Why do dogs pant?
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Why do dogs pant?

Dogs
Health & Safety

When you walk your dog, he or she probably spends most of the time you’re out trotting around with their mouth open and tongue hanging out panting, in between periods of running to catch a ball or play!

Panting is such a common and universal canine behaviour that often, it is not something that we give a lot of thought to-but the reasons behind why dogs pant are as numerous as they are interesting, and learning to understand the basics of why dogs pant and the roles that it fulfils can help you to develop a better understanding of both your own dog, and dogs as a whole.

In this article, we will answer the question of “why do dogs pant?” in detail. Read on to learn more.

Humans and dogs

In order to understand why dogs pant, it is first of all necessary to understand how dogs and people differ, and the implications that this has for the other differences between us in terms of physiology and behaviour.

While dogs and humans actually have more in common than we do different in the wider scheme of things as we are both mammals, on a day to day basis, dogs and people are of course very different, because we are not the same species!

Humans too will pant if we have been exerting ourselves hard and need to breathe deeply, and in some other situations too, such as during a panic attack or asthma attack. However, panting in humans is not an everyday behaviour that we exhibit as normal, and this comes back to the basic differences between us and dogs.

To stay cool

When people get too hot, we do various different things to help to cool ourselves down, such as taking off layers of clothing, staying in the shade, keeping still, drinking a cool drink, and using fans or other devices to try to get some fresh air. However, the main way in which humans regulate their body temperatures during the hot weather is by sweating, a natural involuntary reaction to an increased body temperature.

Dogs, on the other hand, cannot remove their fur coats and so this is one way in which we differ when it comes to staying cool-dogs do not have that option, and so must try to cool themselves down in other ways, such as by panting.

No sweat!

As mentioned, sweating is one of the key ways in which people are able to regulate their body temperature and stay cool, and this natural sweating is a vital part of keeping our body temperatures within safe norms when we are too hot.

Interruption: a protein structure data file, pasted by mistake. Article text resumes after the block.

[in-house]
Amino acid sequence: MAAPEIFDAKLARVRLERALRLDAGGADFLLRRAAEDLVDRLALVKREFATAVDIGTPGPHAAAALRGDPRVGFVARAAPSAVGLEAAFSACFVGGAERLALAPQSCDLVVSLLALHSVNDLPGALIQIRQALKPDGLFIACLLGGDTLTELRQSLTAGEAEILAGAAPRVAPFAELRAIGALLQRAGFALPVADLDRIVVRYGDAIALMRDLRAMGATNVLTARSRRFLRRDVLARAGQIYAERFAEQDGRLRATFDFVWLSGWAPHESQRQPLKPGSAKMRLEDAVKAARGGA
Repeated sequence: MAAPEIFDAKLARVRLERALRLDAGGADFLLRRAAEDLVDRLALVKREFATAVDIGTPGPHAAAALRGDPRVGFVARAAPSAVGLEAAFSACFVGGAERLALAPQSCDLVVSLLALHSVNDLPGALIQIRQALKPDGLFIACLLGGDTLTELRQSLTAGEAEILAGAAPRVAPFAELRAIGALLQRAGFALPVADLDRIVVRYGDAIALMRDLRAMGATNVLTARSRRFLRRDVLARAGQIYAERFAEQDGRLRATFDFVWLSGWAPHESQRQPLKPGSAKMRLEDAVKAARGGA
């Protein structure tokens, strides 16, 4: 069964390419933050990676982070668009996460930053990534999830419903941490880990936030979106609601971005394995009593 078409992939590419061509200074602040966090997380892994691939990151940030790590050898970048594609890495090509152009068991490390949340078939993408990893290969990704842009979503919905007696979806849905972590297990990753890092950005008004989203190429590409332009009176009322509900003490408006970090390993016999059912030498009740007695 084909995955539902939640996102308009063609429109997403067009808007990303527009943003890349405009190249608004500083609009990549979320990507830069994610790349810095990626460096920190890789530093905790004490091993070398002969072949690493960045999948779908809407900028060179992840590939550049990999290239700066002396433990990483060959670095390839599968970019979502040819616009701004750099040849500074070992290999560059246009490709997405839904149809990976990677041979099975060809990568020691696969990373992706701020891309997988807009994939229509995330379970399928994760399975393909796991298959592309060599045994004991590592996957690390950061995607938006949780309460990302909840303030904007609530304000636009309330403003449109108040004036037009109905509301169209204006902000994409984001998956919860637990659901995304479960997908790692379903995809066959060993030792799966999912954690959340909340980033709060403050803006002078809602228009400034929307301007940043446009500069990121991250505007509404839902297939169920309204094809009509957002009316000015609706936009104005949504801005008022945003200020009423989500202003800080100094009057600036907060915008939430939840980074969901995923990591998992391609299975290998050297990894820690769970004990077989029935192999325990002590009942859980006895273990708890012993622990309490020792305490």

However, dogs do not sweat like people-dogs only sweat through their noses and the pads of their paws, and then only a limited amount, and so this is another way in which dogs lack a method to cool down that we as people take for granted.

The tongue of the dog, on the other hand, is a large internal surface area that can be exposed by panting, and panting in order to produce a lot of cooler airflow over the tongue helps to cool down the dog’s entire body, much as how running cool water over your wrists can help to cool a person down, due to the veins being so close to the surface.

If afraid

There are other situations in which dogs might pant as well, outside of the everyday need to stay cool-such as if the dog is anxious or afraid. This is why many people will observe their dogs panting during a thunderstorm or fireworks display if these things make the dog anxious, because just as can happen when people are scared or anxious, the breathing becomes shallower and more rapid as part of the body’s fight or flight responses gearing up for action.

Nausea

A dog that is either feeling sick or about to be sick might pant too, as rapid, shallow breathing can be triggered by the same feeling that leads to the expulsion of food from the stomach. Taking a deep breath when the stomach is in result may lead to vomiting, and as dogs will often try to avoid vomiting if they get the choice, they perceive that faster, shallower breathing is the better option.

Respiratory problems

If your dog suffers from an issue such as asthma, an upper respiratory tract infection or brachycephalic syndrome, their anatomy or issue may make it hard for them to get enough air, which can lead to panting and rapid, shallow breathing in a range of situations, such as during only light exercise or any time that the weather gets too hot.

Conditions such as asthma or infections do of course need to be treated and/or brought under control, and special care should be taken of brachycephalic dogs to ensure that they do not overheat during the hotter months of the year.

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